Almost 400 years ago, 20-year-old John Alden embarked on the Mayflower full of hopes and dreams, and with this modified .66-caliber Italian wheellock at his side. The single-shot musket helped colonists survive and prosper and, today, it’s the only known surviving firearm that crossed the Atlantic. Discovered during the restoration of Alden's home in Duxbury, Massachusetts in 1924, this piece is typical of arms possessed by early New England settlers. The Italian Wheellock Carbine rifle can be seen at the NRA National Firearms Museum in Fairfax, Virginia.
Attributed to ownership by John Alden, one of the Pilgrim leaders of Plymouth Colony.
Spotlighting guns from the NRA National Firearms Museum.
April 22nd, 2011M14 Presentation Rifle
Army Chief of Staff General Leominster presented this rifle to the NRA in 1960.
April 22nd, 2011Major John Hession's Rifle
John W. Hession was one of many Americans who loaned a rifle for British use during WWII.
April 20th, 2011Marine Sniper Group
Each of these rifles has a unique story about the United States Marine Corps sniper rifle program.
May 11th, 2011Ed McGivern's Double-Action Smith & Wesson Revolver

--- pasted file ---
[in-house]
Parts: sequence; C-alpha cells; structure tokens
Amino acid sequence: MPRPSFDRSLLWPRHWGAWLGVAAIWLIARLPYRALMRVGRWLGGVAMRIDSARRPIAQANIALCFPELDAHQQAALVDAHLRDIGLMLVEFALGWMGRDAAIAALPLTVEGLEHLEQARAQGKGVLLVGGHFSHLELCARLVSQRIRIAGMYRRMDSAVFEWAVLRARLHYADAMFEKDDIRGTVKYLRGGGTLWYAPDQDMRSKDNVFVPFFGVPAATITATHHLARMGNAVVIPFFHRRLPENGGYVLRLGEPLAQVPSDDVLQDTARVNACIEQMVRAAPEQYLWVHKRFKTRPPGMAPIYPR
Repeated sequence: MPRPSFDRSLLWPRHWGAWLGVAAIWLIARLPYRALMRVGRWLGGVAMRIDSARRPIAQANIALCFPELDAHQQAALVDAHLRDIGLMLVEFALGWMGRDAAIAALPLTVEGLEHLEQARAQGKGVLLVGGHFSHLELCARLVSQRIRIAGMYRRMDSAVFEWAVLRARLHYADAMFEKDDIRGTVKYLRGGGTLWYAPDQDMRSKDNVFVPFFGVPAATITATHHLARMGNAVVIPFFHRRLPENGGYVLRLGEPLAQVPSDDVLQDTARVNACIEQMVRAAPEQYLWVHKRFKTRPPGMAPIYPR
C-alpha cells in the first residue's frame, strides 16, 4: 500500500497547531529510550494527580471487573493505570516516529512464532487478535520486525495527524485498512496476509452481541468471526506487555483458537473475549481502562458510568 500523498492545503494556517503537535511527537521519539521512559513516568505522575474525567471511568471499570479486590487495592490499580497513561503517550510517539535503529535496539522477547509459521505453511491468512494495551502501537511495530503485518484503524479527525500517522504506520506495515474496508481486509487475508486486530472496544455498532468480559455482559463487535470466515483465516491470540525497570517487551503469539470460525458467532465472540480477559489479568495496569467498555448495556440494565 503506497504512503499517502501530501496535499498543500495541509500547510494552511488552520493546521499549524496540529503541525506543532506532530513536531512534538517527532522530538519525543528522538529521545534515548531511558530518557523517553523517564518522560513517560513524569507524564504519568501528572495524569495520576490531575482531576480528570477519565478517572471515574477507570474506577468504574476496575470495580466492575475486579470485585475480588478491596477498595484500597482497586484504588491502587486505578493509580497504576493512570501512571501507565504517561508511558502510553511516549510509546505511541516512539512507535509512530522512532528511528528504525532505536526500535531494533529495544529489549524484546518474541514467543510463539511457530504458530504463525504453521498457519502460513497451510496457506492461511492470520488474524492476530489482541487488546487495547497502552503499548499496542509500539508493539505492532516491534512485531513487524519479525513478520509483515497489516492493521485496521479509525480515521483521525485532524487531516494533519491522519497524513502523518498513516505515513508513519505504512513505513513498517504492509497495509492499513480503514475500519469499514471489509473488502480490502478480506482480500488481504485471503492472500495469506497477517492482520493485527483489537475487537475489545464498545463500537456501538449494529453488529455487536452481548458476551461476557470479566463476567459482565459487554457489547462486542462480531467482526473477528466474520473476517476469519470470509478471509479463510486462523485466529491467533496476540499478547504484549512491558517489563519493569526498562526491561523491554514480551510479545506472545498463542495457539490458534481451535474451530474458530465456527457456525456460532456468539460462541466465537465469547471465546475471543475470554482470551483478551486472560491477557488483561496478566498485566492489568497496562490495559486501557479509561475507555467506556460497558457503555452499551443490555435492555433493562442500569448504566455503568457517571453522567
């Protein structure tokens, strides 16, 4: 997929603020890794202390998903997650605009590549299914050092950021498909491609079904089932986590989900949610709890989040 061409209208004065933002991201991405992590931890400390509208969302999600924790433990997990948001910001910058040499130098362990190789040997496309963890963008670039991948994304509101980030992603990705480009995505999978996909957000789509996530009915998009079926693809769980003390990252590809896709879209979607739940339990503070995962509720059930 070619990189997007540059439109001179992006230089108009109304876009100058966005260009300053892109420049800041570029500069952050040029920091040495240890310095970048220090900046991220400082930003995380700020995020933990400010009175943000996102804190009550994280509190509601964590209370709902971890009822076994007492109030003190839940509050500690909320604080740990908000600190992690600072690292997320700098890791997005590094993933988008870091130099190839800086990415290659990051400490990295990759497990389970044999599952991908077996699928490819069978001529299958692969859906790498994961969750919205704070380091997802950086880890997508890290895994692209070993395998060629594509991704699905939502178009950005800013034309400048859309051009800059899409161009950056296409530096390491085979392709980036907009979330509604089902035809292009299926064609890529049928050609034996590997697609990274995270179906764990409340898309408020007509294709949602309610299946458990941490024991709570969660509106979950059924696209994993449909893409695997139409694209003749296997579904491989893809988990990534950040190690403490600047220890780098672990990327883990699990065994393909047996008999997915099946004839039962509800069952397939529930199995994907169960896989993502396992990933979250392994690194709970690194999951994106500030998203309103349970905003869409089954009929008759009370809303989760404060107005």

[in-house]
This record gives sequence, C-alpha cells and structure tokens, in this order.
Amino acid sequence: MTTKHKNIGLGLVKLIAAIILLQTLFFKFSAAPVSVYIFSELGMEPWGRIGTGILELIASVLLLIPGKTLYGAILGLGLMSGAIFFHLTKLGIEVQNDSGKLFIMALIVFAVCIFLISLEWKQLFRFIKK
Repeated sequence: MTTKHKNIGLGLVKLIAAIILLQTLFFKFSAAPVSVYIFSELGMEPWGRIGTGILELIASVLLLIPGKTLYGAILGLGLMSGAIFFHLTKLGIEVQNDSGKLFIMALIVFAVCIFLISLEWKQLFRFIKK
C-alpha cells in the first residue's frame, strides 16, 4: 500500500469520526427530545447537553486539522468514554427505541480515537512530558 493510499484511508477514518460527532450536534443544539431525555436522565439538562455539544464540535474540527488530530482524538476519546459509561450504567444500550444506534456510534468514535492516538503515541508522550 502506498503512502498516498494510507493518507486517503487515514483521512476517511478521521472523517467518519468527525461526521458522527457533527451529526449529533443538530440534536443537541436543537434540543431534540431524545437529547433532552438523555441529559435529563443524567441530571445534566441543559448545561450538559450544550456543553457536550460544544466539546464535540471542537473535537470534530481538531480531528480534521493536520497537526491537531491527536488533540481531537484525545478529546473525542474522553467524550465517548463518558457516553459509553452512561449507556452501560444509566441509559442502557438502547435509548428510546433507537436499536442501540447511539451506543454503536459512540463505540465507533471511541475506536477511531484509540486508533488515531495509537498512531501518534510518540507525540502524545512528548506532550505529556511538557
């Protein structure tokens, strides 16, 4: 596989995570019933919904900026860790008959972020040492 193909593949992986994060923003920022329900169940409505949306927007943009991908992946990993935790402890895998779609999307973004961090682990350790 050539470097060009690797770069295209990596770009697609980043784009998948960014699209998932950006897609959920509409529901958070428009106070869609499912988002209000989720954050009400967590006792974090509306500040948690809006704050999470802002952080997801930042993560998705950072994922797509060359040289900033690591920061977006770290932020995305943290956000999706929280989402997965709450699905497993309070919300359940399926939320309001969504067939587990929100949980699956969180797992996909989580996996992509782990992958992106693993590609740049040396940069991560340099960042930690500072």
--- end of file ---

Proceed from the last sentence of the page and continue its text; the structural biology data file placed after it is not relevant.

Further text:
McGivern found he could achieve a faster rate of fire with a factory standard double-action revolver.
May 11th, 2011Ed McGivern's Single-Action Colt Revolver
McGivern was a world-record holder and the originator of exhibition shooting.
April 18th, 2011Mondragon Rifle
This Mexican-designed semi-automatic rifle was utilized by early German aviators in aerial combat.
April 17th, 2011Morris Fisher's Free Rifle
This free rifle was used to win the 1920 Olympic gold medal for international position shooting.
April 17th, 2011Napoleon Bonaparte's Shotgun
This shotgun was presented by Napoleon Bonaparte to the Marquis Faulte de Vanteaux of Limoges.
April 15th, 2011Officer Garbarino's Sig Pistol
This Sig P226 pistol was owned by Fairfax County Master Police Officer Michael E. Garbarino.